Changes in the levels of this hormone can affect mood -- but scientists think they've found a way to do it without giving cows the blues.
"I don't know how you'd tell a depressed cow, but no ... (the drug) didn't get into the brain," said lead researcher Nelson Horseman of the University of Cincinnati's medical school.
Low serotonin in the brain has been associated with depression and other mood disorders.
It is also found in the intestinal tract where it is stored in blood platelets and released at wound sites to promote clotting and healing.
Horseman and his team found that serotonin is the chemical responsible for sending the signal to slow milk production.
In an experiment using human cells, they found that serotonin builds up as a human mammary gland fills with milk, inhibiting further milk synthesis and secretion.
They then tried to see if they could take this discovery and use it to improve dairy production and have patented a drug which appears to reduce serotonin in the mammary glands without altering brain chemistry.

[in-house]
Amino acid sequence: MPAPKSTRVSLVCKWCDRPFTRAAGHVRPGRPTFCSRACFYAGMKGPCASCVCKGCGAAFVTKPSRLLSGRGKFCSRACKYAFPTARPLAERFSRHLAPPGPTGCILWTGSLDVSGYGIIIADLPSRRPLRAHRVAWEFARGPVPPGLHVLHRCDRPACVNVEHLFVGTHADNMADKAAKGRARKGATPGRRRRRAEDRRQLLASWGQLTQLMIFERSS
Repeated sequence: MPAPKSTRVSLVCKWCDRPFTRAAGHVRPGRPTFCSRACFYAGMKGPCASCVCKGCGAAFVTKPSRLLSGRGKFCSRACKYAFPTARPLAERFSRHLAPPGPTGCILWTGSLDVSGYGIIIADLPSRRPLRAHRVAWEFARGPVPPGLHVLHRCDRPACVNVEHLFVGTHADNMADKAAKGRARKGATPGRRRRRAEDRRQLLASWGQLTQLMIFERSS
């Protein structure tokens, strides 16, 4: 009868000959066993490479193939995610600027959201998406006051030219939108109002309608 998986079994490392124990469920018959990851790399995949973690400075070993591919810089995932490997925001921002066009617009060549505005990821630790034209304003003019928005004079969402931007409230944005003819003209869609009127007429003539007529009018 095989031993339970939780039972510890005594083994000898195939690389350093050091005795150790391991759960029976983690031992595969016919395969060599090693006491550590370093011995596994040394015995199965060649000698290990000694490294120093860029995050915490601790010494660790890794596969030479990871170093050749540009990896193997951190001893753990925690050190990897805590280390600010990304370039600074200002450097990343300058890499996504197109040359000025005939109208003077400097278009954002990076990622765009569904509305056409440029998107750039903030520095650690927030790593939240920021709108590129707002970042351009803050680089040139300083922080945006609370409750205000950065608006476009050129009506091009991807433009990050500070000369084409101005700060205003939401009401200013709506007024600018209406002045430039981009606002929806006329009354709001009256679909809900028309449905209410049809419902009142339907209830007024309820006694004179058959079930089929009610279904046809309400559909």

They will soon be starting trials with dairy cows.
"We would have to know whether or not it gets into milk and if it does whether it would get through the pasteurization process," he said in a telephone interview.
Current hormone therapies are too expensive for farmers in developing countries and are banned in Europe out of concerns that traces are found in the milk.
Horseman's drug produces the same increase in yield as growth hormones but is easier and cheaper to synthesize and can be given orally rather than through injections.
"Our ultimate goal would be to increase milk yield in a way that's effective without side effects," he said.
Results of the human study were published in Monday's early edition of Proceedings of the National Academy of Sciences.